How to Refinish an Antique Metal Headboard

Time, dirt, humidity and rust all take their toll on a vintage steel headboard, even if it’s been properly stored. Unless it is falling apart from rust, however, the headboard can be solved to appear as good as it did on the day it was made. The work is well worth it to provide an antique treasure fresh life.


Rust is your headboard’s largest enemy and will need to be completely removed before refinishing or it’s going to continue to eat away in the bed. Light surface rust can be removed with sandpaper or steel wool. Use a steel brush to take off big flakes of rust if required before sanding. For heavily rusted pieces, a chemical rust remover can speed up the procedure. Be sure to follow the manufacturer’s instructions carefully since fluid rust removers typically contain some form of acid.

Old Paint

If the metal headboard was previously painted, then the old paint will need to be stripped off unless it’s in very excellent condition with no flakes or chips. Old paint can be removed by sanding or by using a chemical paint stripper. Ensure the surface of the headboard is smooth and nice after the paint is removed. Any hanging chips of paint will show through the last finish. Begin with a coarse sandpaper, like 80 grit, and use it to remove the vast majority of the paint. After the paint is nearly off, switch to your fine-grit paper, like 200.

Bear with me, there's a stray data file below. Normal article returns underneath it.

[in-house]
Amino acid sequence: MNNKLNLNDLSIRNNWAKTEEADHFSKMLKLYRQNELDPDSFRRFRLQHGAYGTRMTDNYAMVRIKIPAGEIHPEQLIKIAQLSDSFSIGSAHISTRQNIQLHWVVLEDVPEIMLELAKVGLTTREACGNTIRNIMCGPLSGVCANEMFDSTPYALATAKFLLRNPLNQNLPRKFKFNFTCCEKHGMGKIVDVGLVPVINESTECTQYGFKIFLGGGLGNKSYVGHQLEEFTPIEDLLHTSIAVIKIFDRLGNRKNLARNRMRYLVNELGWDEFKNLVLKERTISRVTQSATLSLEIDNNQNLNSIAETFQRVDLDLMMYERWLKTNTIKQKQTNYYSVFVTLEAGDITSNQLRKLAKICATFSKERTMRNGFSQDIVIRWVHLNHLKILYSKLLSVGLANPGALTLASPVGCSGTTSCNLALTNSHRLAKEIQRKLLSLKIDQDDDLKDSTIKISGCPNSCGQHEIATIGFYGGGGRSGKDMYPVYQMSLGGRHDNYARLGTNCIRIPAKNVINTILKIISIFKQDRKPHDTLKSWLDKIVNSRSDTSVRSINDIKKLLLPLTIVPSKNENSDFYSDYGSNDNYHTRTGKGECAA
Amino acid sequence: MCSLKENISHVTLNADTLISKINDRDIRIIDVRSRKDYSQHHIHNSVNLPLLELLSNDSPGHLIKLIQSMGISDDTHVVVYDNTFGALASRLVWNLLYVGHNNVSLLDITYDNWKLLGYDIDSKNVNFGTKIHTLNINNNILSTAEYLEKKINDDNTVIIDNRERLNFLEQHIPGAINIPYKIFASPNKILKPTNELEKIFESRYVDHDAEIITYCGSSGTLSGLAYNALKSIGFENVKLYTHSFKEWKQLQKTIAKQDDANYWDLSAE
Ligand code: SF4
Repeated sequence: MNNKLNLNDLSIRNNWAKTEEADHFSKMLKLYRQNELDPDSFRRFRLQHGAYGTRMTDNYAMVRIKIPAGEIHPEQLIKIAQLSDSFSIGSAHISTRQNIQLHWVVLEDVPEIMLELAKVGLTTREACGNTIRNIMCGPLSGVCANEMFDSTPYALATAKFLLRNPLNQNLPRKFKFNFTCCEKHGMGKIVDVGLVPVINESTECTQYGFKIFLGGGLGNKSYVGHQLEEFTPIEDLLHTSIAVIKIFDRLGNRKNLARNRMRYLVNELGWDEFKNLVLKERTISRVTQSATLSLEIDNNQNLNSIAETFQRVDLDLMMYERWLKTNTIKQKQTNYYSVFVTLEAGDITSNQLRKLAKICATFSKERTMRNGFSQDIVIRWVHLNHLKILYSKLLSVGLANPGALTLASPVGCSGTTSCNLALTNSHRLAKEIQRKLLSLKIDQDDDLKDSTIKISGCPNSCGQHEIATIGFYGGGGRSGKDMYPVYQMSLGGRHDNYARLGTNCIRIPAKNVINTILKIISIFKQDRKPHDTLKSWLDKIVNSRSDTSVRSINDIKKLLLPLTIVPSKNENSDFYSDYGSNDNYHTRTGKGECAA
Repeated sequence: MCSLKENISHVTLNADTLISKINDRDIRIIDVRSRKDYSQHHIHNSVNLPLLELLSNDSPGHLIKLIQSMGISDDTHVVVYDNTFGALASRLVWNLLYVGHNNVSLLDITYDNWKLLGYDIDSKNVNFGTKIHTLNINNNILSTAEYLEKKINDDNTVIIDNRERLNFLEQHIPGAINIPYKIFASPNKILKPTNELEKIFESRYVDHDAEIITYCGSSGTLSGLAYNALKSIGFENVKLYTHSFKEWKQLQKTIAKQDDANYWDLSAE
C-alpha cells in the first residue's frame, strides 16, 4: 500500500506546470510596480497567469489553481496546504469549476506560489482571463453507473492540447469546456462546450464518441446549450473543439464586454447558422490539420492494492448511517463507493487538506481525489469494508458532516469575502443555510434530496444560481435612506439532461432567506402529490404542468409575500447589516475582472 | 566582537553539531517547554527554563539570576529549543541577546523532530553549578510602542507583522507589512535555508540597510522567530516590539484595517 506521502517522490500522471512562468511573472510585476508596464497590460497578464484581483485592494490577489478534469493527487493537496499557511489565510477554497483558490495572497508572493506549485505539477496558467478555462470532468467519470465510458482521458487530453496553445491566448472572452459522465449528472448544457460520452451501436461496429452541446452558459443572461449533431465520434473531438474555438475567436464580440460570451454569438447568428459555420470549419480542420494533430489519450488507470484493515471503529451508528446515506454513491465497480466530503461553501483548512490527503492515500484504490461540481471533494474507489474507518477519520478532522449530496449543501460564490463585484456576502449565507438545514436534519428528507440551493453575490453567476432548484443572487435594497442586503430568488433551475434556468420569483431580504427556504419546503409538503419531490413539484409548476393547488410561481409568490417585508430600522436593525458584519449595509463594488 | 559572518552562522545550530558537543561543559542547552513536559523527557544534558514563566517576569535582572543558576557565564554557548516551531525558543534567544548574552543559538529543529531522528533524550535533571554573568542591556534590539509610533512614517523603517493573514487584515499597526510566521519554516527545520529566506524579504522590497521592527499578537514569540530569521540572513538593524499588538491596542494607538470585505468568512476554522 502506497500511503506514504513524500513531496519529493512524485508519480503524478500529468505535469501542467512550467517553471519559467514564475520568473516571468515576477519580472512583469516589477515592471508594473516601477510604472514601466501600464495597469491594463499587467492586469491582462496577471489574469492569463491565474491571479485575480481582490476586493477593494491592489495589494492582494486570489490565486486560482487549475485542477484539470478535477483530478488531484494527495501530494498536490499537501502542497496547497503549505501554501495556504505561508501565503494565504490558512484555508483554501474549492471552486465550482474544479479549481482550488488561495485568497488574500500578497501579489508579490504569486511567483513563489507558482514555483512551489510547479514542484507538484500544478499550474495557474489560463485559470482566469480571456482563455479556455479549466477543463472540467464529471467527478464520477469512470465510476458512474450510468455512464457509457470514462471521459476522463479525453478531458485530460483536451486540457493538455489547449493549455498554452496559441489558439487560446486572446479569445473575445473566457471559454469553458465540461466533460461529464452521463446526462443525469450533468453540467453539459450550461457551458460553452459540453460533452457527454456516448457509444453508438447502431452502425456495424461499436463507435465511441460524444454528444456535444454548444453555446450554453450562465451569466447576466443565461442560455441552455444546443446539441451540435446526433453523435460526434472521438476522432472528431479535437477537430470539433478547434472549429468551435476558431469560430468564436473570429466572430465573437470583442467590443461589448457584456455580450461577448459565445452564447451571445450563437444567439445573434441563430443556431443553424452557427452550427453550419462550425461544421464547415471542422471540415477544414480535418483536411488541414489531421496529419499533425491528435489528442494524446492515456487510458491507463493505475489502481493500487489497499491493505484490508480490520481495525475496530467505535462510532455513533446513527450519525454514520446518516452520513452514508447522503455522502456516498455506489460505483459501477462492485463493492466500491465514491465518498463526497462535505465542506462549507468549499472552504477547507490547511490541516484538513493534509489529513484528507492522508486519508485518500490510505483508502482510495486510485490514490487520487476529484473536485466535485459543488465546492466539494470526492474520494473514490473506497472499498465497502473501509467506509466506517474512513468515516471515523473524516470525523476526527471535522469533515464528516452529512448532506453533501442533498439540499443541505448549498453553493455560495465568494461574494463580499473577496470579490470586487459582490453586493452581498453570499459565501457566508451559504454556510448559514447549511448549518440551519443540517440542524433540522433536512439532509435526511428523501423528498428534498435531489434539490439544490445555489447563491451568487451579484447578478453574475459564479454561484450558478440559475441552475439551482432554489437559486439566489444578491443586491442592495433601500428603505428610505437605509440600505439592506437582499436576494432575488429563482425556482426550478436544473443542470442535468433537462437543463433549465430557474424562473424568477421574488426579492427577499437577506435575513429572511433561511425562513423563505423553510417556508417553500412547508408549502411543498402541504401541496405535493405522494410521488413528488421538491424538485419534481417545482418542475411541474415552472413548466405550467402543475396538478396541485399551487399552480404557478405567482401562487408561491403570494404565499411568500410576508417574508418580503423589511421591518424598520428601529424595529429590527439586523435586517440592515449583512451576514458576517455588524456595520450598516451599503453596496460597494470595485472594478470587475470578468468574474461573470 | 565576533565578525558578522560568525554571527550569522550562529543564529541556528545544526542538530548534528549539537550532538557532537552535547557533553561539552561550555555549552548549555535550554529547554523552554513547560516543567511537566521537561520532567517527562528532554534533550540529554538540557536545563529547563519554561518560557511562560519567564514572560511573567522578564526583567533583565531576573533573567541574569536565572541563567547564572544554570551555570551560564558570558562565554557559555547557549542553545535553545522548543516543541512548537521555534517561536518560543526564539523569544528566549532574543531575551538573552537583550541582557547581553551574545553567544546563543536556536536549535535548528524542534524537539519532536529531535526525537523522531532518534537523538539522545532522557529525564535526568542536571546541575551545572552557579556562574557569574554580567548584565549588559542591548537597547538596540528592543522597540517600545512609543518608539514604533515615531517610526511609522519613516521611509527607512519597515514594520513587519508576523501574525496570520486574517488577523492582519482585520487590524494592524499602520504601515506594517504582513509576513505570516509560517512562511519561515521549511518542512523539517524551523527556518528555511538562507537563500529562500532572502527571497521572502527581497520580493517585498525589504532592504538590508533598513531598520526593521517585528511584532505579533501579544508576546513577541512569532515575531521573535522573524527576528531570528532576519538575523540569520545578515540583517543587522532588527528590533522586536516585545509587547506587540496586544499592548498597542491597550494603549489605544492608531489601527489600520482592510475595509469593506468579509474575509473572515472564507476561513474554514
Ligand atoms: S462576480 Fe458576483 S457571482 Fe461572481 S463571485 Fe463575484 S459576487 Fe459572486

Following any rust or old paint is removed, sand the entire frame using a fine-grit sandpaper to even the surface and give the paint a roughened area to grasp. Give the entire headboard a good cleaning with mild detergent which does not contain any abrasives or bleach, such as liquid laundry or dish soap. Dilute the detergent with water in a spray bottle, and use it to eliminate any remaining dust from sanding. Wipe it dry using a lint-free rag.


Paint can be sprayed or brushed on to finish the metal headboard. Utilize an oil-based paint for brushing and place the headboard erect, flattening it between two boxes or heavy objects to keep it in place. Work in sections, employing several thin coats of paint to prevent drips and brush marks. Paint labeled for steel which includes a rust inhibitor works best for spraying the headboard. Shake the can well, and apply the paint in long even strokes. Keep a brush to catch any drips. Apply at least two coats of paint whether spraying or brushing.

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